New Study Shows Impact of Technology on Relationships

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It’s no surprise that technology can have a negative impact on relationships. But David Schramm, Utah State University assistant professor and Extension family life specialist, is particularly interested in how technology interferes with two of the most important spaces for interaction and connection – in the bed and at the table.

Schramm, also known as USU relationship specialist “Dr. Dave,” said it is inevitable that technology will creep into nearly every aspect of our lives. Because of this, he is on a mission to safeguard these two important areas that must be consciously protected to help strengthen couple and parent-child relationships. He believes these places should be considered off limits when it comes to technology use.

Schramm decided the best way to understand “technoference,” the way technology use interferes with face-to-face interactions with others, was simply to ask people. He conducted a survey of 631 parents across the United States between the ages of 21 and 60 and asked several questions related to technology use. As part of the survey, he created the initiatives K-TOOB (Kick Technology Out of Beds) and K-TOOT (Kick Technology Off of Tables). The initiatives are meant to strengthen relationships between couples and between parents and children.

“Seventy-five percent of those surveyed said that K-TOOB is a good idea, and 88 percent believe that K-TOOT is a good idea,” he said.

Here are more of his survey findings:

  • Eighty-eight percent agree that technoference is a big problem in our society, with 62 percent of those surveyed agreeing that it is a big problem in their family. Seventy percent reported that technology interrupts family time at least occasionally.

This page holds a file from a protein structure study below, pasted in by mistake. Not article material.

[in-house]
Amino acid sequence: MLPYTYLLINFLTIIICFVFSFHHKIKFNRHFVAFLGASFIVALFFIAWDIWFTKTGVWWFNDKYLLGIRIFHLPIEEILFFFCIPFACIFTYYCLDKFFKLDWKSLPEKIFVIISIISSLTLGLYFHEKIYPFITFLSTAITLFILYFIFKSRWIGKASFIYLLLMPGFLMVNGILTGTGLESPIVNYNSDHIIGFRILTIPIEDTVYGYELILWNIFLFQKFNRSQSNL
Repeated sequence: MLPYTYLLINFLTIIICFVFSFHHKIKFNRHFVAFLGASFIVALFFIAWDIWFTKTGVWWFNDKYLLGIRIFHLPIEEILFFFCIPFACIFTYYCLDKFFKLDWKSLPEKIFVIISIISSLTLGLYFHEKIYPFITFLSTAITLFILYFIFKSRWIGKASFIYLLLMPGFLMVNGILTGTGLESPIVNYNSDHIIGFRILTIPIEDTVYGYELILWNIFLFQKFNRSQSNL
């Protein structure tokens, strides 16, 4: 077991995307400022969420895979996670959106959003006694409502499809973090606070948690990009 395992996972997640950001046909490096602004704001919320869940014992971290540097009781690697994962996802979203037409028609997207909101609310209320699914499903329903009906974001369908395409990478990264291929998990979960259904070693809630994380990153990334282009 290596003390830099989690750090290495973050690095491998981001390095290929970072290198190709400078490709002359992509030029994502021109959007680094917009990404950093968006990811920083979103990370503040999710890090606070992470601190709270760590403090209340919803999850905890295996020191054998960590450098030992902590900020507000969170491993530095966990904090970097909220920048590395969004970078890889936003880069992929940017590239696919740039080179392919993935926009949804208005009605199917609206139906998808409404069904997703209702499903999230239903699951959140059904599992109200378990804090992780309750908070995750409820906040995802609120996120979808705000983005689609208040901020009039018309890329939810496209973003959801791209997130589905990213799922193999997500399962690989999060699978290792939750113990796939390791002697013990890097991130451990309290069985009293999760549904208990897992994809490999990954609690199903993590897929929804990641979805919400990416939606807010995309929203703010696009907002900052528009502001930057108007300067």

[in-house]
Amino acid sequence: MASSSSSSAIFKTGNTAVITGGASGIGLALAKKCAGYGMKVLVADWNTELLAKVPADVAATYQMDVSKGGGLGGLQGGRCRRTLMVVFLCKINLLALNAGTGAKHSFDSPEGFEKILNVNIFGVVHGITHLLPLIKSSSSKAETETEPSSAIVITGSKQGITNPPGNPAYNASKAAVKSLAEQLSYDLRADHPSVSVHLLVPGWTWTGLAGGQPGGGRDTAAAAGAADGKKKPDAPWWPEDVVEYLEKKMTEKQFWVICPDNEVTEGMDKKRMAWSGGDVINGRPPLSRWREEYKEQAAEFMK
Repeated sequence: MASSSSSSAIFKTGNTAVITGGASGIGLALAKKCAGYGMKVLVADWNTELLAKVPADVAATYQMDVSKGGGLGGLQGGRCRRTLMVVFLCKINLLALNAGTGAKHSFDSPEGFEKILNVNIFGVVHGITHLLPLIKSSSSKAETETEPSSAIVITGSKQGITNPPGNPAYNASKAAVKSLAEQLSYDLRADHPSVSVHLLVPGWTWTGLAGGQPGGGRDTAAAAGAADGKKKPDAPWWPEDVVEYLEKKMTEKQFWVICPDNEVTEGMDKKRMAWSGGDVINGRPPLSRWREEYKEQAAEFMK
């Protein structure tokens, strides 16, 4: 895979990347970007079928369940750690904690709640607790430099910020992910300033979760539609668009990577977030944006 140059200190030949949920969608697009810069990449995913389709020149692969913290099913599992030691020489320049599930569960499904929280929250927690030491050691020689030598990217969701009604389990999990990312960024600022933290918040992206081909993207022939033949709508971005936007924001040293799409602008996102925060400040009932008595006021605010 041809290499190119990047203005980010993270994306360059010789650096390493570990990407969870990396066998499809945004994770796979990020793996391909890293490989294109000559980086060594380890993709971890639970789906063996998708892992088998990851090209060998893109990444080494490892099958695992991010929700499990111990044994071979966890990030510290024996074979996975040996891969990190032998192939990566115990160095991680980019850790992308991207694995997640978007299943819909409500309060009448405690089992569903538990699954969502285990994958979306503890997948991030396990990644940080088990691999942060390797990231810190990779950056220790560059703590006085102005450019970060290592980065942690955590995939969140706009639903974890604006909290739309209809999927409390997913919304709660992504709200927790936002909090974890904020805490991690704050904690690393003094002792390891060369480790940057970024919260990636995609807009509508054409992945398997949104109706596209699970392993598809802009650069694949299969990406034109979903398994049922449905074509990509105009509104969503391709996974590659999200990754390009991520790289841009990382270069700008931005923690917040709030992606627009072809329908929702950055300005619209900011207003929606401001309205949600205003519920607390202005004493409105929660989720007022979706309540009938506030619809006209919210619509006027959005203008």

• Forty-five percent consider technology a big problem in their marriage.
  • More than one-third of the adults use technology in their bed every night or almost every night. Even more, 43 percent, report that their spouse/partner uses technology in bed every night or almost every night. That may be why nearly 25 percent feel like their partner’s use of technology in bed interferes with their sexual relationship.
  • Fifty-five percent feel like their spouse/partner spends too much time on their cell phone, and 48 percent wish their significant other would spend less time on their cell phone and more time with their children.
  • Fifty-three percent believe they personally are on their cell phone too much, while 59 percent believe their spouse or partner is on it too much.
  • Six out of 10 adults are concerned about the influence technology has on their relationship with their children, and nearly one out of four wish they had more information about technology and parenting, but don’t know where to turn.
  • Thirty-eight percent of adults admit to using technology at least occasionally while eating at home with family members. This only drops slightly to 35 percent who report using technology while eating at a restaurant with their spouse or partner at least occasionally.

“The overall survey results show that higher levels of technology use and technoference adds up to significantly less time spent together as a couple, less satisfaction and connection, and higher levels of depression and anxiety,” he said.

When asked if he has advice for the upcoming holidays, Schramm said, “Talk more, use your phone less, and be where you are.”

Writer: Julene Reese, 435-757-6418, Julene.reese@usu.edu

Contact: David Schramm, 435-797-8183, David.schramm@usu.edu

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